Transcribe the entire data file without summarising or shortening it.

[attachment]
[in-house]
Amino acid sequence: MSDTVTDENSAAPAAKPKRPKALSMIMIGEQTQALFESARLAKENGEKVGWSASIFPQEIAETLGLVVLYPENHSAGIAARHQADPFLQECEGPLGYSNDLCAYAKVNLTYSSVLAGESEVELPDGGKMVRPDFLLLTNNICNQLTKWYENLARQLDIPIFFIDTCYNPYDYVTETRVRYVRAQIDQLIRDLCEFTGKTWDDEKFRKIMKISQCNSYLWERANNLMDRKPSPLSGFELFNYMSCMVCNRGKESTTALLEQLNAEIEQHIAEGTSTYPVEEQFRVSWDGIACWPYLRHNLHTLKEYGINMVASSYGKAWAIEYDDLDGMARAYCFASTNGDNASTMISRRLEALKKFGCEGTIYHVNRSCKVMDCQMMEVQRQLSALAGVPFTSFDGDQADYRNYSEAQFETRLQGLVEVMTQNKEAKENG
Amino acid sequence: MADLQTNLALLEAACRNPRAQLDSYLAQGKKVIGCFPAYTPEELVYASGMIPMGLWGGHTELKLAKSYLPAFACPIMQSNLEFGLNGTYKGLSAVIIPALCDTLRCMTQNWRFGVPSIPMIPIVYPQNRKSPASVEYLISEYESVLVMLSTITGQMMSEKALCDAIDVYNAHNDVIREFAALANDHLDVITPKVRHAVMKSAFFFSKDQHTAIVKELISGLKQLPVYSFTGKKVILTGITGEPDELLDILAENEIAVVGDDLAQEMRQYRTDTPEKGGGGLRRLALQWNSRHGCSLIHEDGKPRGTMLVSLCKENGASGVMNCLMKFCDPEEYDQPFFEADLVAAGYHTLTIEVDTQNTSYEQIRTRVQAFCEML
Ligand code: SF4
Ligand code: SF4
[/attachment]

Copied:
[in-house]
Amino acid sequence: MSDTVTDENSAAPAAKPKRPKALSMIMIGEQTQALFESARLAKENGEKVGWSASIFPQEIAETLGLVVLYPENHSAGIAARHQADPFLQECEGPLGYSNDLCAYAKVNLTYSSVLAGESEVELPDGGKMVRPDFLLLTNNICNQLTKWYENLARQLDIPIFFIDTCYNPYDYVTETRVRYVRAQIDQLIRDLCEFTGKTWDDEKFRKIMKISQCNSYLWERANNLMDRKPSPLSGFELFNYMSCMVCNRGKESTTALLEQLNAEIEQHIAEGTSTYPVEEQFRVSWDGIACWPYLRHNLHTLKEYGINMVASSYGKAWAIEYDDLDGMARAYCFASTNGDNASTMISRRLEALKKFGCEGTIYHVNRSCKVMDCQMMEVQRQLSALAGVPFTSFDGDQADYRNYSEAQFETRLQGLVEVMTQNKEAKENG
Amino acid sequence: MADLQTNLALLEAACRNPRAQLDSYLAQGKKVIGCFPAYTPEELVYASGMIPMGLWGGHTELKLAKSYLPAFACPIMQSNLEFGLNGTYKGLSAVIIPALCDTLRCMTQNWRFGVPSIPMIPIVYPQNRKSPASVEYLISEYESVLVMLSTITGQMMSEKALCDAIDVYNAHNDVIREFAALANDHLDVITPKVRHAVMKSAFFFSKDQHTAIVKELISGLKQLPVYSFTGKKVILTGITGEPDELLDILAENEIAVVGDDLAQEMRQYRTDTPEKGGGGLRRLALQWNSRHGCSLIHEDGKPRGTMLVSLCKENGASGVMNCLMKFCDPEEYDQPFFEADLVAAGYHTLTIEVDTQNTSYEQIRTRVQAFCEML
Ligand code: SF4
Ligand code: SF4